Walking from my car towards the CCB Building at Nassau Community College, on a bright, sunny, warm Saturday morning, I marveled at the fact that it has been almost 20 years that I’ve been coming to this campus for Long Island Writing Project events. This morning’s meeting marked the first time we would be in person as a site since the pandemic hit in March 2020. We’ve been zooming to stay connected and continue sharing ideas and writing together, but I felt especially happy to have the opportunity to be in person this morning. Socially distanced and with masks, it still felt good to gather together for a workshop facilitated by renowned educator and slam poet Taylor Mali.
As I got closer to the building, my mind started listing all the things I had to get done for work this weekend and all the obligations I had for my family and house. With so much to do, was it really wise to carve out this time to reconnect with my Long Island Writing Project friends and take part in this workshop?
Yes, a resounding yes!
A lot has changed in the twenty years I’ve been a teacher. When I came to the LIWP after my first year of teaching, I was single and fresh out of college. My life was dedicated to teaching but I felt like a hamster on a wheel- never really getting anywhere. I would arrive at work hours before the day began and stay hours past dismissal. I would bring work home at night after putting in a full day’s work. I had very little balance in my life at that time. I wasn’t doing much to take care of myself in any way: there was no soul nourishing going on back then.
Twenty years later, life is busier than ever. Now married with two children who are in elementary school, I can no longer arrive at work hours early and most days I need to leave right after dismissal. When I get home, I need to help my children with their homework, take them to their various activities, make everyone dinner, supervise showers and bedtime…..and try to fit in some of that work I used to do when I had countless hours to fill. This year, we added a puppy to the mix and so now there are walks and fetch and taking care of another little being who is depending on me.
The difference between the me then and the me now is I understand the need to nourish my teacher soul. To be the very best teacher possible for my students, I need to have joy in my life. I need friendships and beauty and time to read and write. I’ve learned that being a teacher could fill every hour of every day if you let it, but it’s time better spent to recharge in ways that help ignite your passion for being a teacher.
For me, the Long Island Writing Project has always been a place that restores my spirit. Surrounded by fellow educators who love students and words and helping students find the words….I’ve had so many enriching experiences with this group. On Saturday, September 18th, we came together again for a workshop led by Taylor Mali. While I could have stayed home and checked items off on my never-ending “to-do” list, the hours I spent at the workshop gave me a needed boost of laughter, time to write and time to think. Taylor Mali performed several poems (including these ones I loved- How Falling In Love is Like Owning a Dog and Undivided Attention), regaled us with the stories behind the poems and provided opportunities for us to write and share. He showed us his Metaphor Dice and we each had a chance to roll them and try out our own poem based on the metaphor. The Metaphor Dice combine abstract nouns, adjectives and concrete nouns. After rolling several different times, I found a metaphor that struck me: “The truth is a handed-down blessing.”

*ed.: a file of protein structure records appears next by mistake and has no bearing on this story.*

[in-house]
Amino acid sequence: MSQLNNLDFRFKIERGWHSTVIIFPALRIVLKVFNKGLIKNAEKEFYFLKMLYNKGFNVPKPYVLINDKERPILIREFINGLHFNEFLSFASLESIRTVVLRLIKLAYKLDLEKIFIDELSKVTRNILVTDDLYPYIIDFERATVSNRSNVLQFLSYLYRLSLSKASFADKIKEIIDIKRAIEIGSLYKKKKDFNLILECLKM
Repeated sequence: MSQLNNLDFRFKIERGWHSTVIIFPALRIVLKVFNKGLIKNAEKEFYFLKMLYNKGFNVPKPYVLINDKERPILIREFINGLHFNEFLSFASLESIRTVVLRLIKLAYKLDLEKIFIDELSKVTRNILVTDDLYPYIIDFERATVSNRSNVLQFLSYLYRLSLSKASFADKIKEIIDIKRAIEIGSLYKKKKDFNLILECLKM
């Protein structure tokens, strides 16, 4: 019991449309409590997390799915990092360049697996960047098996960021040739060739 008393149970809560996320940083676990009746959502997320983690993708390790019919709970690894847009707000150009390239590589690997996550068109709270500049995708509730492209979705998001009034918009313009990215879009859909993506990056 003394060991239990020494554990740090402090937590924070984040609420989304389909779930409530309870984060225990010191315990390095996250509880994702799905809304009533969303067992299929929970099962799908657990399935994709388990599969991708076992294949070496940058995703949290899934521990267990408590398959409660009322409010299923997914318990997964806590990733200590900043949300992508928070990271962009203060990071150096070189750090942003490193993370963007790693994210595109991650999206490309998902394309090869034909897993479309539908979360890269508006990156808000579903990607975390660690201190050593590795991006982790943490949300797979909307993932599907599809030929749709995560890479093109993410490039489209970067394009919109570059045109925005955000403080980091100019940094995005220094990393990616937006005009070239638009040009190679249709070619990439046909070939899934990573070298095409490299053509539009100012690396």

I used that line to inspire the following poem:
The truth is a handed-down blessing,
Which is to say,
I know deep inside
I am loved, lovable and worthy
No matter what is hurled at me
The truth is a shield around me
Protecting me from daggers of lies
Passed down from courageous women
Passed down from honorable men
The truth sets me free
The truth is a handed-down blessing.
Twenty years has gone by since I began teaching and while I’ve taught my share of lessons, I’ve also learned many along the way. Carving time out to nourish my teacher soul is essential. Fresh air, sunshine, rest, hydration, reading for fun, writing for purposes outside of lesson plans, newsletters and emails…these things are essential to me. Making time to talk to friends. Seeking out professional growth. Connecting with other educators. These, too, help me to grow and keep evolving.
These times are so hard. Teaching in 2021 is challenging to say the very least. We’ve got to take care of ourselves. We’ve got to find ways to nourish our souls. On Saturday, September 18th, Taylor Mali and the Long Island Writing Project gave me that boost of inspiration and joy which I will carry back with me into my classroom come Monday.
How are you taking time to nourish your teacher soul?